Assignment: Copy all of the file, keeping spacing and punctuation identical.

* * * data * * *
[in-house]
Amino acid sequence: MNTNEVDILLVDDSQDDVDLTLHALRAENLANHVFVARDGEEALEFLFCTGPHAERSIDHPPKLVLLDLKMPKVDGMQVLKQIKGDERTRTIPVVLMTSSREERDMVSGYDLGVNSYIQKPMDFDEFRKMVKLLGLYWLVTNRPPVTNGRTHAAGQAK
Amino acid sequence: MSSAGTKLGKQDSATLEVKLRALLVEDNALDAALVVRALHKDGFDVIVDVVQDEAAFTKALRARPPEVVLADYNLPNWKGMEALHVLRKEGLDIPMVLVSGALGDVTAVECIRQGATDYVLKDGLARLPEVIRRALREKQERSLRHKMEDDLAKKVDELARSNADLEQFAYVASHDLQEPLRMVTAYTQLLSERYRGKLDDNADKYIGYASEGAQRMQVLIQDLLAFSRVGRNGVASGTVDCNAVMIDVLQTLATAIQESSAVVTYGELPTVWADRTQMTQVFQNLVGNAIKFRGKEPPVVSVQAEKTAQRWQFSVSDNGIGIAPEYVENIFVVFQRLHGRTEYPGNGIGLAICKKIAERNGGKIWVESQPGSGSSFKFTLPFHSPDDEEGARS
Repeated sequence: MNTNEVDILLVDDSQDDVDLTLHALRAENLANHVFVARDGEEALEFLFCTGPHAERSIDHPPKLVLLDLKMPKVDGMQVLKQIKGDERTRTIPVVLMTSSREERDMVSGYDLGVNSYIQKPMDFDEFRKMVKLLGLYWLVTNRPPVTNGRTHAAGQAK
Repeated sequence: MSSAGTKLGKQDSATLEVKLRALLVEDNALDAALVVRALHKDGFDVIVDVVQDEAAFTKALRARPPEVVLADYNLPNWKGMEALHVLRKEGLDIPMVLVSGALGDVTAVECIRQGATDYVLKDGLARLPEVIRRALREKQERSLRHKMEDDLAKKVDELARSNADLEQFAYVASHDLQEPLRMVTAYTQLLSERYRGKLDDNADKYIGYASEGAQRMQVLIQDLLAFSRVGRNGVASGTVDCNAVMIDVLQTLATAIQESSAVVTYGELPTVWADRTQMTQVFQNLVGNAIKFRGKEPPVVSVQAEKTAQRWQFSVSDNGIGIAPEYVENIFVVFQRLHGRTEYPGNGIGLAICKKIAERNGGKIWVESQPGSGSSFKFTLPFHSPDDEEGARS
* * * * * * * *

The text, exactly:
[in-house]
Amino acid sequence: MNTNEVDILLVDDSQDDVDLTLHALRAENLANHVFVARDGEEALEFLFCTGPHAERSIDHPPKLVLLDLKMPKVDGMQVLKQIKGDERTRTIPVVLMTSSREERDMVSGYDLGVNSYIQKPMDFDEFRKMVKLLGLYWLVTNRPPVTNGRTHAAGQAK
Amino acid sequence: MSSAGTKLGKQDSATLEVKLRALLVEDNALDAALVVRALHKDGFDVIVDVVQDEAAFTKALRARPPEVVLADYNLPNWKGMEALHVLRKEGLDIPMVLVSGALGDVTAVECIRQGATDYVLKDGLARLPEVIRRALREKQERSLRHKMEDDLAKKVDELARSNADLEQFAYVASHDLQEPLRMVTAYTQLLSERYRGKLDDNADKYIGYASEGAQRMQVLIQDLLAFSRVGRNGVASGTVDCNAVMIDVLQTLATAIQESSAVVTYGELPTVWADRTQMTQVFQNLVGNAIKFRGKEPPVVSVQAEKTAQRWQFSVSDNGIGIAPEYVENIFVVFQRLHGRTEYPGNGIGLAICKKIAERNGGKIWVESQPGSGSSFKFTLPFHSPDDEEGARS
Repeated sequence: MNTNEVDILLVDDSQDDVDLTLHALRAENLANHVFVARDGEEALEFLFCTGPHAERSIDHPPKLVLLDLKMPKVDGMQVLKQIKGDERTRTIPVVLMTSSREERDMVSGYDLGVNSYIQKPMDFDEFRKMVKLLGLYWLVTNRPPVTNGRTHAAGQAK
Repeated sequence: MSSAGTKLGKQDSATLEVKLRALLVEDNALDAALVVRALHKDGFDVIVDVVQDEAAFTKALRARPPEVVLADYNLPNWKGMEALHVLRKEGLDIPMVLVSGALGDVTAVECIRQGATDYVLKDGLARLPEVIRRALREKQERSLRHKMEDDLAKKVDELARSNADLEQFAYVASHDLQEPLRMVTAYTQLLSERYRGKLDDNADKYIGYASEGAQRMQVLIQDLLAFSRVGRNGVASGTVDCNAVMIDVLQTLATAIQESSAVVTYGELPTVWADRTQMTQVFQNLVGNAIKFRGKEPPVVSVQAEKTAQRWQFSVSDNGIGIAPEYVENIFVVFQRLHGRTEYPGNGIGLAICKKIAERNGGKIWVESQPGSGSSFKFTLPFHSPDDEEGARS